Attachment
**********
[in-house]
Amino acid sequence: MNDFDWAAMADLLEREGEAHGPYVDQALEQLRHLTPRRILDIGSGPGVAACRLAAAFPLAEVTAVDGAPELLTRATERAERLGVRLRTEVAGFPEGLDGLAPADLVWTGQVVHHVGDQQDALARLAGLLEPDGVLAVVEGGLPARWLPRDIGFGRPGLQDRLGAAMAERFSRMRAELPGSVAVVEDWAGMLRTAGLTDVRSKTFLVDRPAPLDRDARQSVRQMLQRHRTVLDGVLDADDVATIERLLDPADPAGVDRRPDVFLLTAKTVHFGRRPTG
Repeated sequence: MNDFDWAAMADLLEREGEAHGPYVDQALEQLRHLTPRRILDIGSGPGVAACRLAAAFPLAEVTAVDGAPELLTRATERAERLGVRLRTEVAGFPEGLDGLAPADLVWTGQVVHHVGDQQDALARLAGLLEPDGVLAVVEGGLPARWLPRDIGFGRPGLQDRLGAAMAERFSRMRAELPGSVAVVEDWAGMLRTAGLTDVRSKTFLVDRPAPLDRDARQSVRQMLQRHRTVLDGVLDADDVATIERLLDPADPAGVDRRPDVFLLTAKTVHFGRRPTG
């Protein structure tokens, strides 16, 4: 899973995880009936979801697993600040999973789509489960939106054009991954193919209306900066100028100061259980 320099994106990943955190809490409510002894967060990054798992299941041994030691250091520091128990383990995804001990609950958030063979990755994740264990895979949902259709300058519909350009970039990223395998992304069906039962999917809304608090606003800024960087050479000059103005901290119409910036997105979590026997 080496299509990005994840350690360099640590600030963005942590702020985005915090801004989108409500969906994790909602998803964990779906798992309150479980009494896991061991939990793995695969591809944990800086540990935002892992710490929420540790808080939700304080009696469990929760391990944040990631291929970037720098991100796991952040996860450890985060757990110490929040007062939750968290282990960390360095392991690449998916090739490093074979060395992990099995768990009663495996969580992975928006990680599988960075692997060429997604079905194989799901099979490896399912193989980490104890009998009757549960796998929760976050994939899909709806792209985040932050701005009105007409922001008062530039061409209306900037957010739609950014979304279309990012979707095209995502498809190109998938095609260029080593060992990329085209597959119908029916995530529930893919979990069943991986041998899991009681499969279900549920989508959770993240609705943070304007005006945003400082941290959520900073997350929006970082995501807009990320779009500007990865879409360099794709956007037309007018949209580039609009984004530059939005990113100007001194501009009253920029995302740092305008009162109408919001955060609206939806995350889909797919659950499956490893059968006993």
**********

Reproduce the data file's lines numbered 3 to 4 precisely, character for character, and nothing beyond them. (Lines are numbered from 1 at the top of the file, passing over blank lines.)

Repeated sequence: MNDFDWAAMADLLEREGEAHGPYVDQALEQLRHLTPRRILDIGSGPGVAACRLAAAFPLAEVTAVDGAPELLTRATERAERLGVRLRTEVAGFPEGLDGLAPADLVWTGQVVHHVGDQQDALARLAGLLEPDGVLAVVEGGLPARWLPRDIGFGRPGLQDRLGAAMAERFSRMRAELPGSVAVVEDWAGMLRTAGLTDVRSKTFLVDRPAPLDRDARQSVRQMLQRHRTVLDGVLDADDVATIERLLDPADPAGVDRRPDVFLLTAKTVHFGRRPTG
């Protein structure tokens, strides 16, 4: 899973995880009936979801697993600040999973789509489960939106054009991954193919209306900066100028100061259980 320099994106990943955190809490409510002894967060990054798992299941041994030691250091520091128990383990995804001990609950958030063979990755994740264990895979949902259709300058519909350009970039990223395998992304069906039962999917809304608090606003800024960087050479000059103005901290119409910036997105979590026997 080496299509990005994840350690360099640590600030963005942590702020985005915090801004989108409500969906994790909602998803964990779906798992309150479980009494896991061991939990793995695969591809944990800086540990935002892992710490929420540790808080939700304080009696469990929760391990944040990631291929970037720098991100796991952040996860450890985060757990110490929040007062939750968290282990960390360095392991690449998916090739490093074979060395992990099995768990009663495996969580992975928006990680599988960075692997060429997604079905194989799901099979490896399912193989980490104890009998009757549960796998929760976050994939899909709806792209985040932050701005009105007409922001008062530039061409209306900037957010739609950014979304279309990012979707095209995502498809190109998938095609260029080593060992990329085209597959119908029916995530529930893919979990069943991986041998899991009681499969279900549920989508959770993240609705943070304007005006945003400082941290959520900073997350929006970082995501807009990320779009500007990865879409360099794709956007037309007018949209580039609009984004530059939005990113100007001194501009009253920029995302740092305008009162109408919001955060609206939806995350889909797919659950499956490893059968006993």